Thou, Nature, art my goddess. To thy law
My services are bound. Wherefore should I
Stand in the plague of custom, and permit
The curiosity of nations to deprive me
For that I am some twelve or fourteen moonshines
Lag of a brother? why "bastard"? Wherefore "base,"
When my dimensions are as well compact,
My mind as generous and my shape as true
As honest madam’s issue? Why brand they us
With "base," with "baseness," "bastardy," "base," "base,"
Who, in the lusty stealth of nature, take
More composition and fierce quality
Than doth within a dull, stale, tired bed
Go to th’ creating a whole tribe of fops
Got ‘tween asleep and wake? Well then,
Legitimate Edgar, I must have your land.
Our father’s love is to the bastard Edmund
As to th’ legitimate. Fine word, "legitimate."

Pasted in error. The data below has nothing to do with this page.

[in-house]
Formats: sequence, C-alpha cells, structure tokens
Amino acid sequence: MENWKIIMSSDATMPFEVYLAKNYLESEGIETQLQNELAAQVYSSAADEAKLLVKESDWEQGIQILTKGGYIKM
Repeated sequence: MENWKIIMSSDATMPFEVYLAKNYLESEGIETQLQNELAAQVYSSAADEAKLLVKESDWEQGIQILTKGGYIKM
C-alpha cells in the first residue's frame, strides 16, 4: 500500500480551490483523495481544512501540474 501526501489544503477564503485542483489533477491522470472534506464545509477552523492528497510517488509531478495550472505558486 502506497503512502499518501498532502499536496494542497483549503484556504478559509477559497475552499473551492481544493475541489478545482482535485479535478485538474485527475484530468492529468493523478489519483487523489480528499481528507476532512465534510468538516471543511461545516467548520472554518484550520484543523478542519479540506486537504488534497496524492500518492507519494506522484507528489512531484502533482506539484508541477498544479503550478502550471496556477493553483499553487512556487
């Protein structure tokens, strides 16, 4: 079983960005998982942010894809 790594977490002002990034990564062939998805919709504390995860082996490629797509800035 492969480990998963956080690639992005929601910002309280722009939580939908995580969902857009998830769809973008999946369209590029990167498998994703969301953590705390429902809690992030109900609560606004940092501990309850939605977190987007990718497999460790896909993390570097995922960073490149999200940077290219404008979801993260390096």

Well, my legitimate, if this letter speed
And my invention thrive, Edmund the base
Shall top th’ legitimate. I grow, I prosper.
Now, gods, stand up for bastards!
– William Shakespeare
King Lear, Act 1, Scene 2. In this soliloquy Edmund says that the only laws he shows loyalty to are the laws of nature, exposing him as a moral nihilist and one of the play’s evil villains. The proud and resentful Edmund laments his "base" status as the bastard son of the Earl of Gloucester. He questions the injustice of customs that deprive bastards like him of the birthright given to legitimate sons like his half-brother Edgar. Edmund, who does not feel bound by legal rules, shows his determination to set things right regarding this. Scheming for power, he plots to take Edgar’s legitimate inheritance of "land" – the Gloucester property and position. The letter referred to in his "bastard" speech is one Edmund forged implicating Edgar in a plot against Gloucester and which Edmund is about to present to father to trick him.